But now, here’s the part I haven’t quite come to terms with. There have always been mediocre efforts out there – the amateur photographers, the people recording their music on cassette recorders, the cheesy home videos done with a few friends [*cough* What? Nothing. I don’t know what you’re talking about.] But at the same time, there remained the professional skills, and equipment, and services – no amount of camcorder-wielding relatives replaced the wedding portrait photographers, nor did they change the equipment that was available. But somehow, a new set of standards has arisen, or indeed befallen, and now it’s next to impossible to pursue the methods that provide the highest quality. Film developing is remarkably hard to accomplish anymore; music cannot be found outside of the dynamic range that MP3s can handle.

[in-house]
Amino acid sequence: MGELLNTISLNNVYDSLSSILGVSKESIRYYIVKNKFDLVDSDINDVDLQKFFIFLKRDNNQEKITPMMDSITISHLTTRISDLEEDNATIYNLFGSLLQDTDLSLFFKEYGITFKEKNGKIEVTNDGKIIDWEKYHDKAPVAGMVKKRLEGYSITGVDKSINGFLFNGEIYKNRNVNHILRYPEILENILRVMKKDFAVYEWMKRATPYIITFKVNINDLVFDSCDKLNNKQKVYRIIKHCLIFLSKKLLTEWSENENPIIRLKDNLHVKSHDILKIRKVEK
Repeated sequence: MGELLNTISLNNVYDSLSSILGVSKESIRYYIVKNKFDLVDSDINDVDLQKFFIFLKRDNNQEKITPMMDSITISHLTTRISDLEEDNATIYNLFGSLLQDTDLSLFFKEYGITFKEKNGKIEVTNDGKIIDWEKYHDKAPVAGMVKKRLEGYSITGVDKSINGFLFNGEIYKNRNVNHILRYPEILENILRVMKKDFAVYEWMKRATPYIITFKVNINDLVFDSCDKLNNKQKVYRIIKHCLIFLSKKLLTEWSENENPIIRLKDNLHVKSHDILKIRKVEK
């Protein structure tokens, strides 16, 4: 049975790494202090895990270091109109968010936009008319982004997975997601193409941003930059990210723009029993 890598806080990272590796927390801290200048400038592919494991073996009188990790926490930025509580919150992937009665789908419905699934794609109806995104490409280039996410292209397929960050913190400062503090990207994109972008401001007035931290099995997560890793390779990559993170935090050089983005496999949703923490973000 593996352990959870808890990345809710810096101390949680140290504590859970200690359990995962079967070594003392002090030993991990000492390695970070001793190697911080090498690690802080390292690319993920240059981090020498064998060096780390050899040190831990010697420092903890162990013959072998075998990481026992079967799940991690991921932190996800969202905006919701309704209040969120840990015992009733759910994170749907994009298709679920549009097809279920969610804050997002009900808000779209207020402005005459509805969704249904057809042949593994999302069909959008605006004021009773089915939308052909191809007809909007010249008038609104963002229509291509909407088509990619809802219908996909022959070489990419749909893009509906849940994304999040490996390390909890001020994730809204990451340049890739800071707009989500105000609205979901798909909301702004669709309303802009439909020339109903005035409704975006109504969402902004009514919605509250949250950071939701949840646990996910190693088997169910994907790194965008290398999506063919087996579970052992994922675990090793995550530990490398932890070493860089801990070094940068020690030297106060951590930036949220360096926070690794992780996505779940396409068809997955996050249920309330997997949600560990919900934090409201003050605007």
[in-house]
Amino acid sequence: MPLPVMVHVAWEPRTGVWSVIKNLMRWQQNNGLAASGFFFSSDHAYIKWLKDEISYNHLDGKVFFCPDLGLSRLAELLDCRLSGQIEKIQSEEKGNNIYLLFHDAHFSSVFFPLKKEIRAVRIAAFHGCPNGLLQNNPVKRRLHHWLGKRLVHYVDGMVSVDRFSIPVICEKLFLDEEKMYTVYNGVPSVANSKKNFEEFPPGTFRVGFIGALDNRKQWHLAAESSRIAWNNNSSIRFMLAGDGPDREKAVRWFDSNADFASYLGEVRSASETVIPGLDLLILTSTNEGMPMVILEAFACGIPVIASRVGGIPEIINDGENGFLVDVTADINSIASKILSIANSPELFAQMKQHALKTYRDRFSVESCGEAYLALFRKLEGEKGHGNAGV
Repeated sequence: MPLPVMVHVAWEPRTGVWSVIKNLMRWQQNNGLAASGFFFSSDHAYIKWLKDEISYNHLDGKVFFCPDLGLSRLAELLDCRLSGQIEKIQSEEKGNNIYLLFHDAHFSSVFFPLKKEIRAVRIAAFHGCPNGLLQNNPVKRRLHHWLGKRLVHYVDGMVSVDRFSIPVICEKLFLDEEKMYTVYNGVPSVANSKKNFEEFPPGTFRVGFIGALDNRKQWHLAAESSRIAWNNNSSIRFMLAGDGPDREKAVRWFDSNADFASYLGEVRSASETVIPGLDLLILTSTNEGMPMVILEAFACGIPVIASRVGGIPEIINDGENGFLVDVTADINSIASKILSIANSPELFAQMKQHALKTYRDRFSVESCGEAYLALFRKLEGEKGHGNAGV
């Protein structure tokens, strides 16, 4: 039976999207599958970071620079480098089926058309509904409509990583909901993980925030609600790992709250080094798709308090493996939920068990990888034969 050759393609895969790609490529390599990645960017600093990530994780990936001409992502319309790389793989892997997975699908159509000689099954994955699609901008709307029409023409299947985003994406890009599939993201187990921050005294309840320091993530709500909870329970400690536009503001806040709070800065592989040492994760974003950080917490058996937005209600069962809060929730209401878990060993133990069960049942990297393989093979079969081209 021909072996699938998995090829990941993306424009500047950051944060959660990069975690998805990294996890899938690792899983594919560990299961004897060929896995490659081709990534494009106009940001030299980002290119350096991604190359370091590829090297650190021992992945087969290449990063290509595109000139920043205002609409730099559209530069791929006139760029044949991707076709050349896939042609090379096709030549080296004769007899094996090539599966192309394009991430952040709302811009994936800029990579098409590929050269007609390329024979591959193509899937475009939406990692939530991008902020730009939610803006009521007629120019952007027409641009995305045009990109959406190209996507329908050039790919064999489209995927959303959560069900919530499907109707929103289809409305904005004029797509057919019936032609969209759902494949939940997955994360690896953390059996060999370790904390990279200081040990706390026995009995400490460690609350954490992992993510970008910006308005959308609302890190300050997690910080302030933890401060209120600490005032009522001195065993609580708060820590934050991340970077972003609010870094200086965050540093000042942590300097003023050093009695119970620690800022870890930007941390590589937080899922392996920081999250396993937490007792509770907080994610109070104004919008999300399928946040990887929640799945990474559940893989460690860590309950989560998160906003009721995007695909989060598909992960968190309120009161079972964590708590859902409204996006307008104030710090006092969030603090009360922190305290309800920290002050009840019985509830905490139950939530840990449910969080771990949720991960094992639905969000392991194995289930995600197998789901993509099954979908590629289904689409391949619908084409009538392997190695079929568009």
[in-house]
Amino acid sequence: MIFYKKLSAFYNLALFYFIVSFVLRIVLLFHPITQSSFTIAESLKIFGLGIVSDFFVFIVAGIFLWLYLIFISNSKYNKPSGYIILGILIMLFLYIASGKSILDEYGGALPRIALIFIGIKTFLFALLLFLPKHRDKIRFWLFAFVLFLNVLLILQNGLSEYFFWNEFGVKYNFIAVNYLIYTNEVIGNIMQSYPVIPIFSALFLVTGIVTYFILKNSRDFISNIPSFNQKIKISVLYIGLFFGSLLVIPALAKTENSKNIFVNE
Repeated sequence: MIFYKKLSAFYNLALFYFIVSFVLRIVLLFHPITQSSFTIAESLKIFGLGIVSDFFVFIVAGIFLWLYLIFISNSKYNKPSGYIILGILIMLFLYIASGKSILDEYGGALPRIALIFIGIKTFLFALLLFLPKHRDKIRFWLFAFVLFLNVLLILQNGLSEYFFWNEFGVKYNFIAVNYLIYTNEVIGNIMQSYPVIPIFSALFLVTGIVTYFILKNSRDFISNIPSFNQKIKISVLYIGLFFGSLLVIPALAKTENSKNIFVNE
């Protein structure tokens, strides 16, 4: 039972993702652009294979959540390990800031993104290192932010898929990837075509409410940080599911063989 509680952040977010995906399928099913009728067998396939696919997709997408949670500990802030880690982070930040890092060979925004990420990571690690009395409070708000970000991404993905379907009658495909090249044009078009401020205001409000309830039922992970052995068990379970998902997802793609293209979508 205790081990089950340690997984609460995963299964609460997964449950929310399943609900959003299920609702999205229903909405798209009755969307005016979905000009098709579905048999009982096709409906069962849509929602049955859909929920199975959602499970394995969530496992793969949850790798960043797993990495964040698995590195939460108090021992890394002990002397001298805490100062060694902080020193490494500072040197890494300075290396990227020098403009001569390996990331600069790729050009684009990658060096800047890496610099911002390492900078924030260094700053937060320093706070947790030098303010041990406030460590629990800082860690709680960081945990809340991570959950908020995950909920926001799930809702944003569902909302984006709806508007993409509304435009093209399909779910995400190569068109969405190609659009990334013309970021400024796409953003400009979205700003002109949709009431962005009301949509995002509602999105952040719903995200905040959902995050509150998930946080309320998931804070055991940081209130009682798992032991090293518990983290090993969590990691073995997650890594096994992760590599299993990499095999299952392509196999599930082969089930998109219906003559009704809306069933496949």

I recognize how ‘popular demand’ works, causing labs to close down because no one needs to have film developed anymore. What I don’t understand is how the reduction in quality was somehow justified by the convenience, the reason the labs had to close in the first place. Why is there no demand for portraits that no digital image can touch? Why does my digital voicemail sound worse that the little cassettes I used to use? How come every phone conversation now contains awkward gaps and pauses from transmission delay? This isn’t advancement in any way, and I’m confused as to why so many people think we’ve improved something.